Arkansas Best Swings To $18 Million First Quarter Loss

by Roby Brock ([email protected]) 78 views 

Highlighting “a number of unusual items,” trucking giant Arkansas Best swung to an $18.2 million first quarter loss despite a modest revenue gain.

The Fort Smith trucking firm reported the loss on revenue of $440.87 million. One year ago, Arkansas Best lost $12.8 million on revenue of $434.93 million.

Officials said that a low corporate tax benefit rate and higher worker compensation costs impacted earnings by nearly 31 cents a share. It also said that despite sluggish business activity, the company was committed to making new investments in sales, customer service and IT for all subsidiaries in a “long-term” effort to position the company for success. The company’s largest subsidiary is its freight-hauling division, ABF.

Arkansas Best noted:

  • The unusually low corporate tax benefit rate is below historical levels because of limitations on the amount of deferred tax assets that could be recorded during the quarter.
  • Depending on the financial results during the remainder of the year, Arkansas Best’s quarterly tax rates will vary and the 2012 full year tax rate could be substantially lower than past, full year tax rates.
  • Its workers’ compensation claims costs were significantly above ten-year historical averages due to unfavorable severity on new and existing claims and increases in loss development, driven by claims experience.

“In addition to the above-referenced unusual items, ABF results were also impacted by decisions to maintain customer service levels despite lower daily tonnage in the first quarter,” the company noted in its earnings release. “ABF’s daily tonnage levels were impacted by pricing actions taken throughout 2011, and an economic environment that was sluggish and inconsistent, despite some improvement throughout the first quarter. First quarter 2011 results included the effects of adverse weather which dampened that period’s tonnage growth by approximately two percent.”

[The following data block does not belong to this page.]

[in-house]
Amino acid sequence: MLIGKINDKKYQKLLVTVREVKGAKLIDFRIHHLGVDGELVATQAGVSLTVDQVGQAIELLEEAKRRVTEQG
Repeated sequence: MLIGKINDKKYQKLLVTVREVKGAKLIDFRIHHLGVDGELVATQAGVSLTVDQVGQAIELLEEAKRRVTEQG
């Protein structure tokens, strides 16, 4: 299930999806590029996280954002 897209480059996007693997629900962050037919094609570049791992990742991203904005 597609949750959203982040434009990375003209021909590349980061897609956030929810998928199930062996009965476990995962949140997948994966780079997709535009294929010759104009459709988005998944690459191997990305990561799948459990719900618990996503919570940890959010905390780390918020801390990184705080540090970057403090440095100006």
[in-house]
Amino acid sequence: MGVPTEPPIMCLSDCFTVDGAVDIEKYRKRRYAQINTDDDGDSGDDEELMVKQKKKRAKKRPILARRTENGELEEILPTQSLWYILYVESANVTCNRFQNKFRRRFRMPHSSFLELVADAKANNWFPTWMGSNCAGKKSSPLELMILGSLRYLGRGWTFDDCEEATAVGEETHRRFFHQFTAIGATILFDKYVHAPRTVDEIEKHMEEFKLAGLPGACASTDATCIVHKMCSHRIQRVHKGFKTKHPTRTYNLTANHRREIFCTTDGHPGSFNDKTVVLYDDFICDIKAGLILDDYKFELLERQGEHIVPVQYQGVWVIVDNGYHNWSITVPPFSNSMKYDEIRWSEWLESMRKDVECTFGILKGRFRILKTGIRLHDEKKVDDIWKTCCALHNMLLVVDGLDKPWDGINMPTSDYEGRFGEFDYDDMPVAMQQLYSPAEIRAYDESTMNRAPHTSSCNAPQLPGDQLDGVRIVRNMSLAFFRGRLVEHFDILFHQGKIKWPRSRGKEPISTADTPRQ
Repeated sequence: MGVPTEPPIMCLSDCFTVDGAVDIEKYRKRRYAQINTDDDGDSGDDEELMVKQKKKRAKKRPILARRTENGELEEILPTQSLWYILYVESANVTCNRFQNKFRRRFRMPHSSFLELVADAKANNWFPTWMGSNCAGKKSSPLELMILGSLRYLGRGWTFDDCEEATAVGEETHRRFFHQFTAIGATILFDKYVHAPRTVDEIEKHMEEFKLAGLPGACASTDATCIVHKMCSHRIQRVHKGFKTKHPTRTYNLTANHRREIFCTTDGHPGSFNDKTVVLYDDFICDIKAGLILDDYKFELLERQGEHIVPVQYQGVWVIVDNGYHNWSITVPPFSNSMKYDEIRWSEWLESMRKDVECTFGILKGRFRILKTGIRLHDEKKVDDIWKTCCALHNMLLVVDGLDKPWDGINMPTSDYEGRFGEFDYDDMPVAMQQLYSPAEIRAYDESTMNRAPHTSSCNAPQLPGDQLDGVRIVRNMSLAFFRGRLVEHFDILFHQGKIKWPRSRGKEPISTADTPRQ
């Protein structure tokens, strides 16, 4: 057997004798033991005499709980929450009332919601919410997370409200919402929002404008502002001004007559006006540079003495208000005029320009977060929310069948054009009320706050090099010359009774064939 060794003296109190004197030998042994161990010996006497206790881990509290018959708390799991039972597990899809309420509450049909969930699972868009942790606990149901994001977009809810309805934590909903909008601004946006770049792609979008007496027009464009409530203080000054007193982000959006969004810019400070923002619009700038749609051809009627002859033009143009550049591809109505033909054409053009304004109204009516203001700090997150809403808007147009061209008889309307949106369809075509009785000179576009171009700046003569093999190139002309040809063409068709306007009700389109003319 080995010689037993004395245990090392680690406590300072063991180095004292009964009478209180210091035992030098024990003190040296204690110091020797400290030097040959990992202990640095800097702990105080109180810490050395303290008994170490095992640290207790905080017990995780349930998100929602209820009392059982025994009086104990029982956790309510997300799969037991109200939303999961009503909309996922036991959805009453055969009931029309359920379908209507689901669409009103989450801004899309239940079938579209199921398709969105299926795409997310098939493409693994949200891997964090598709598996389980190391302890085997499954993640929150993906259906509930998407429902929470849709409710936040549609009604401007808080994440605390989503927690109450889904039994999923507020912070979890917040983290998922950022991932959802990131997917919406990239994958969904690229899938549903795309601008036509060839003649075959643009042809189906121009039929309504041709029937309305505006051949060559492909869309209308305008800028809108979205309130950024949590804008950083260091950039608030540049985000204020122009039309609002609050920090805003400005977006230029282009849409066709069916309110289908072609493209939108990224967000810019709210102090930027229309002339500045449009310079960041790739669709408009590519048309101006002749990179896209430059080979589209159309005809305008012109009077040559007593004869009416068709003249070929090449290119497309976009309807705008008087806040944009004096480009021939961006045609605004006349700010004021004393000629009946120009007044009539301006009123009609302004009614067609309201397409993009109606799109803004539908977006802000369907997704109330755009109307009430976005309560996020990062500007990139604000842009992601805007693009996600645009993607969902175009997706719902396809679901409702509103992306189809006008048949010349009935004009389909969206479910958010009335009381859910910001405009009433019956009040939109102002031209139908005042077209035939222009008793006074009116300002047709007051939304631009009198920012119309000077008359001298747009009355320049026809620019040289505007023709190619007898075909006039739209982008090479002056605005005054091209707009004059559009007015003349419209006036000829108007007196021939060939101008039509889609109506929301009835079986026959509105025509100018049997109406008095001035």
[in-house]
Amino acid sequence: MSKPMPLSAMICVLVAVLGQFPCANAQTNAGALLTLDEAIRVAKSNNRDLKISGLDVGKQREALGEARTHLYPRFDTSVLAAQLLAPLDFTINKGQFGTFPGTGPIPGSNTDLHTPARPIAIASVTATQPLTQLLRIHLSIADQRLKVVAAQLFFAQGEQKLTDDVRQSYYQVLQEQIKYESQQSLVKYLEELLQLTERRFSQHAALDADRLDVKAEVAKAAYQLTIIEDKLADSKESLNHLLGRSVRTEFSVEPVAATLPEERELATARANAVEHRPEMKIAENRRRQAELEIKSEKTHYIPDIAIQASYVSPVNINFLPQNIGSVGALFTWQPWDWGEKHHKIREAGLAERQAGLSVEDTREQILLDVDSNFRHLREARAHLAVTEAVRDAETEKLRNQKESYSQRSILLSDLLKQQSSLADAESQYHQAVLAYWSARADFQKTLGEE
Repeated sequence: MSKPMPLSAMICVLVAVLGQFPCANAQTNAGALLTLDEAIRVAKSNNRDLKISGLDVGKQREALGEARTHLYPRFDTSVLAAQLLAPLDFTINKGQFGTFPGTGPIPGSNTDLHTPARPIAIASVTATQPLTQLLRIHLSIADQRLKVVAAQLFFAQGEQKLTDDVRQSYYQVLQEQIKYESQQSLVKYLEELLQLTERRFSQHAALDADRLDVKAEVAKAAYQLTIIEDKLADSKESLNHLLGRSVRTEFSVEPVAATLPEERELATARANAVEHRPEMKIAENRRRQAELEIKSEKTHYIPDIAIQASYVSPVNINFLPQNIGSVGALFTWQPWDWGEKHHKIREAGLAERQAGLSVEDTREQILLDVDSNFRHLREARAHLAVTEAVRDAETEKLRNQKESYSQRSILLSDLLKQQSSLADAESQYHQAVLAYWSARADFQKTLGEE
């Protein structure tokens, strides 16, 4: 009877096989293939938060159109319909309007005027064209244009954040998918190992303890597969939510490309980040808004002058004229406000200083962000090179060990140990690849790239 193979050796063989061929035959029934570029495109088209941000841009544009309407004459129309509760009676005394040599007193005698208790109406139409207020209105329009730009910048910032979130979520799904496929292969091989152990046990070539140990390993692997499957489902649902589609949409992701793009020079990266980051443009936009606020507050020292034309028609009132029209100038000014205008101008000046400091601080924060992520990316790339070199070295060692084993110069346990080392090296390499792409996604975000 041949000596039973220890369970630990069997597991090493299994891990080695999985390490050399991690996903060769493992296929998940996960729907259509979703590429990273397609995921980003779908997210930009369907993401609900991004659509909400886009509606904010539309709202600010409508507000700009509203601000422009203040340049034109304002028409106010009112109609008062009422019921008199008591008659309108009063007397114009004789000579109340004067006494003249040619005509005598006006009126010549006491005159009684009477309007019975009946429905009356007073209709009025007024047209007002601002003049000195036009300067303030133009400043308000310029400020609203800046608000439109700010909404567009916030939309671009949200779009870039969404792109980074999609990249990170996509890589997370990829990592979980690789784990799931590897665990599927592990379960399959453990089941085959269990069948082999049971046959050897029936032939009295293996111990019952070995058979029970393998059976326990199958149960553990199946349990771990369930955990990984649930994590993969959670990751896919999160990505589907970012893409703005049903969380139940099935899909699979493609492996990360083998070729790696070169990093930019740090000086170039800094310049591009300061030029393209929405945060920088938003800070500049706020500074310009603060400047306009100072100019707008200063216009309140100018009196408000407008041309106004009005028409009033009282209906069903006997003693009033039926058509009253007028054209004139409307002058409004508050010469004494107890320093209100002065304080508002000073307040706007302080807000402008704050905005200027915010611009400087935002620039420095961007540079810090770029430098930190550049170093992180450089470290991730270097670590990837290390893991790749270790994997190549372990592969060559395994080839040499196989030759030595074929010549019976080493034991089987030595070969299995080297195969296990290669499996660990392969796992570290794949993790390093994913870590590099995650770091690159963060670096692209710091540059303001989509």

CEO Judy McReynolds said much of the loss was a by-product of a longer-term corporate strategy.

“Although first quarter results do not meet our expectations, we are positioning our company for longer term success,” said McReynolds.  “The pricing measures we have taken have improved the incremental profitability of ABF’s account base for future periods.  Our deliberate actions of adding personnel and developing enhanced information technology systems, all designed to advance a high level of service and facilitate future growth, are essential investments for our company.”

Michael Tilley with our content partner, The City Wire, has more in this report.